There's no doubt that 462 lb-ft of torque coming on at a bottom shelf of 1,400 rpm is a game-changer for any truck, and the Jeep Wrangler EcoDiesel is no different. When floored the 260hp, four-door edition of the SUV doesn't leap off the line, but rather relies on a steady surge of acceleration that builds to a manageable crescendo. Truth be told, the extra stump-pulling power is much more noticeable at highway speeds, affording the Wrangler with more authoritative passing power similar to that delivered by its turbo four.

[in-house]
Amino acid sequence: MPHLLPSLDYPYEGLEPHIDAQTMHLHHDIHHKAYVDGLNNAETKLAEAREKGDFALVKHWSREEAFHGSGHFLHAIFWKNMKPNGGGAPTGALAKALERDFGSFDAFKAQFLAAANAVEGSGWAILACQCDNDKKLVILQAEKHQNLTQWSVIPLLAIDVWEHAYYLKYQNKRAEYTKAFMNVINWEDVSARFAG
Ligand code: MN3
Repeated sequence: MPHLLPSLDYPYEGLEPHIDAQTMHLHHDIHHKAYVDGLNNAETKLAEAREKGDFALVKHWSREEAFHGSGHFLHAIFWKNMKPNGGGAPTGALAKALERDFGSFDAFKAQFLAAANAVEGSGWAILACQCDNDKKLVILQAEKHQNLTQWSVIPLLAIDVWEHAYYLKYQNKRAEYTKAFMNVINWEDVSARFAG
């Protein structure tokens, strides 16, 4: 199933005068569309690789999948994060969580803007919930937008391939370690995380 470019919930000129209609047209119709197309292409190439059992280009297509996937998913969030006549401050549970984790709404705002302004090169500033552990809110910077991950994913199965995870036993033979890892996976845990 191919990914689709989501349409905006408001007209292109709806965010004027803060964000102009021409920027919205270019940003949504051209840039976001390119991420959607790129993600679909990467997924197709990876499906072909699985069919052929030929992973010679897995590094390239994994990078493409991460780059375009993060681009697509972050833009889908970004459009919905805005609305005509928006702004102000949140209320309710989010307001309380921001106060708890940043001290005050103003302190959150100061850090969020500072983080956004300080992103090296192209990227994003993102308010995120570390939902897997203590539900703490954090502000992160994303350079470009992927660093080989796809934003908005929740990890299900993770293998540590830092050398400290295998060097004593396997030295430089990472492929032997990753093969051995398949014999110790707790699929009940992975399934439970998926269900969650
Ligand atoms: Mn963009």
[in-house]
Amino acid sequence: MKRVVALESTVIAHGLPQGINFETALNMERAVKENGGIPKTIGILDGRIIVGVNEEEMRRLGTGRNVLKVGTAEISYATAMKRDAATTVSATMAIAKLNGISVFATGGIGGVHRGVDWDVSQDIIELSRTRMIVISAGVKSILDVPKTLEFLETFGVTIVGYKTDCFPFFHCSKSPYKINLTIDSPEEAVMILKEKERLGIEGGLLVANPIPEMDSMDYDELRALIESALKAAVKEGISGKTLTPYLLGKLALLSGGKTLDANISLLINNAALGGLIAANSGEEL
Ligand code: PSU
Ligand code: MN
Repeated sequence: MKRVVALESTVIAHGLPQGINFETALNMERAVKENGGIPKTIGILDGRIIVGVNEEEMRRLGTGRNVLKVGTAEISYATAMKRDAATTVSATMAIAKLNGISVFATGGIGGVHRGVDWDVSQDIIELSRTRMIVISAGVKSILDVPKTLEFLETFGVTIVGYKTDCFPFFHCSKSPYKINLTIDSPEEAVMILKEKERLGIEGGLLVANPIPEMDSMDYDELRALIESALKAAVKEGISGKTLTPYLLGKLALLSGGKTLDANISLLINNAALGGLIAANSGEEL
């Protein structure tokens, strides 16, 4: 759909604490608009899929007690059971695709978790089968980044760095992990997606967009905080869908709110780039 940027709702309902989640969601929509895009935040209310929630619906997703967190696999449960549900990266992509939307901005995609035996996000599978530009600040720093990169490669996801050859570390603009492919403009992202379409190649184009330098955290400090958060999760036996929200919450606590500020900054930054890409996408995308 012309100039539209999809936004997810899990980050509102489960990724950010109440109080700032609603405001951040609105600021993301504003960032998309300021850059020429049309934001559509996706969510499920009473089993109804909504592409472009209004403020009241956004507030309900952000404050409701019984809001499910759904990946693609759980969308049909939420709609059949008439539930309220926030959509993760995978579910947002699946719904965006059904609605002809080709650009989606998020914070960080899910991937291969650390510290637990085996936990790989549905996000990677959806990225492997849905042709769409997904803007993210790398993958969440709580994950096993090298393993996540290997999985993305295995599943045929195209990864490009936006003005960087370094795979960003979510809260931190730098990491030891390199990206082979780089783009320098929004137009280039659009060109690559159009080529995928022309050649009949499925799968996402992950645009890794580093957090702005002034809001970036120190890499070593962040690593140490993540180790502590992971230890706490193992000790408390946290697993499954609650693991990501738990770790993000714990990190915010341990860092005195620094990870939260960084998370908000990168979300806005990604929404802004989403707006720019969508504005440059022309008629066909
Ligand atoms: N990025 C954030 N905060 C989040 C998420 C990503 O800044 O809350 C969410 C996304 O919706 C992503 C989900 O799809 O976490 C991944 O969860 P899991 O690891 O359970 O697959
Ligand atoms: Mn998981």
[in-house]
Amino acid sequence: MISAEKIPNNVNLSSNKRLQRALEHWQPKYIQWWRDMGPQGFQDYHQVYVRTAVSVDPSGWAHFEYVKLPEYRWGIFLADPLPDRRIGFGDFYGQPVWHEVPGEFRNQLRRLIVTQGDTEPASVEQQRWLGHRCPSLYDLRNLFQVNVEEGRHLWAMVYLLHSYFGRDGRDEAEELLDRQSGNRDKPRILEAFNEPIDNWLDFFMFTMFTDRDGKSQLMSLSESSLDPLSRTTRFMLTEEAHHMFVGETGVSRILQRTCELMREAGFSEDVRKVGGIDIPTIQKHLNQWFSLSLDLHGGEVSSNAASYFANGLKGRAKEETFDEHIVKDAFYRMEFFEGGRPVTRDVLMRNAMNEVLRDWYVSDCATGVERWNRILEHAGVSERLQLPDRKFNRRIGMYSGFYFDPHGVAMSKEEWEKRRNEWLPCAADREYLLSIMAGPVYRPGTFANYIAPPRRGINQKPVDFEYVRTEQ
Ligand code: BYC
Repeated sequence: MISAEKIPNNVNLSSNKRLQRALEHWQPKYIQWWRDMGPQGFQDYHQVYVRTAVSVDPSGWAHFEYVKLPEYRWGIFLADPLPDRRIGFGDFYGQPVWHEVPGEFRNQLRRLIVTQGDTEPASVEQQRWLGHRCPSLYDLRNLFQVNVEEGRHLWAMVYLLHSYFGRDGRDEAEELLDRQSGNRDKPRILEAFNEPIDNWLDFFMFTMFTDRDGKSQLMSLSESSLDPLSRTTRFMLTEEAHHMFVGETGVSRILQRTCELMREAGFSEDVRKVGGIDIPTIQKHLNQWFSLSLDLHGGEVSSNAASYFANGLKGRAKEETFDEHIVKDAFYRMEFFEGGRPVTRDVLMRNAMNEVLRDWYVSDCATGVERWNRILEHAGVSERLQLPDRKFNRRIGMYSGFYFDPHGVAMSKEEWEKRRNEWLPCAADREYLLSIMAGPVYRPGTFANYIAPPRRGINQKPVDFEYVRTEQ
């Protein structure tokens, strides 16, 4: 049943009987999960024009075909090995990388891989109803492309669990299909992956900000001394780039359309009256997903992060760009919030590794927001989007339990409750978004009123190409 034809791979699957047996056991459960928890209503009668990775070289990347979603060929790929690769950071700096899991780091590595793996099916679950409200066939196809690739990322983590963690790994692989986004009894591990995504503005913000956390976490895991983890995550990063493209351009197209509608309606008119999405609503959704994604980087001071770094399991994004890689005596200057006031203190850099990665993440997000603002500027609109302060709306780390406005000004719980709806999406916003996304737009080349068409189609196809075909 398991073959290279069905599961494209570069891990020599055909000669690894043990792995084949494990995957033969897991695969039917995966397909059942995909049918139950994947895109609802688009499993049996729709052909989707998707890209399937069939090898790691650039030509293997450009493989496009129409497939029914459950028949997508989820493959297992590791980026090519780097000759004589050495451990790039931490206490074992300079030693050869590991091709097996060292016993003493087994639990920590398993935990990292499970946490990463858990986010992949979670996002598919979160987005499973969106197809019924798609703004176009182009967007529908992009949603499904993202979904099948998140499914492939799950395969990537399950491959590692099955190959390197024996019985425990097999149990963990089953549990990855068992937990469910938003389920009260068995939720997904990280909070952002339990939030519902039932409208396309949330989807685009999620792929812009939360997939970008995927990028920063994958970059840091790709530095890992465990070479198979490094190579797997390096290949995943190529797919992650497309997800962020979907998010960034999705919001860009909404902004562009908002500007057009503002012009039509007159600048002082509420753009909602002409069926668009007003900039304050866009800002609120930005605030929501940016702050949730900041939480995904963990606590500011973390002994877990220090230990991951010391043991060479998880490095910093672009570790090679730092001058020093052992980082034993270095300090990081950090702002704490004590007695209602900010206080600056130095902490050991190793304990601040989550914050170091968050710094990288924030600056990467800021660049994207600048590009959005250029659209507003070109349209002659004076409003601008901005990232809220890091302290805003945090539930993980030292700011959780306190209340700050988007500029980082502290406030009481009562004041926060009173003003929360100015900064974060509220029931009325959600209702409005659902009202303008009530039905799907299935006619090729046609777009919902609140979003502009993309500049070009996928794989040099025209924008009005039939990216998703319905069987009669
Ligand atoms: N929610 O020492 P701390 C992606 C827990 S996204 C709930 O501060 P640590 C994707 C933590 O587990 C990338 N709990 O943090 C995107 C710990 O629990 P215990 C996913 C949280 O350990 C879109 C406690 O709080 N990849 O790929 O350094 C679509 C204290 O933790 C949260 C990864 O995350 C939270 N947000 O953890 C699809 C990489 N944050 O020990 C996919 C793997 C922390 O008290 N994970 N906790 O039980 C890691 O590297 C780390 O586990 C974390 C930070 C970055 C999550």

What's particularly apparent with the EcoDiesel is how smooth it feels in almost every situation. There's a distinct pack of twitch associated with any right foot demands when piloting this version of the Wrangler, and its standard eight-speed automatic gearbox does a fine job of parsing the V6's prodigious torque. That's a real bonus when driving off-road, even if it does require a little more planning when pulling away from a stop around town. The window sticker doesn’t lie, either, when it comes to just how modest the diesel motor's fuel demands are: the Jeep delivered 24-mpg over the course of the week, which is fantastic considering the climate and the heavy stop-and-go element of that driving mix, not to mention its hefty curb weight of over 4,800 lbs.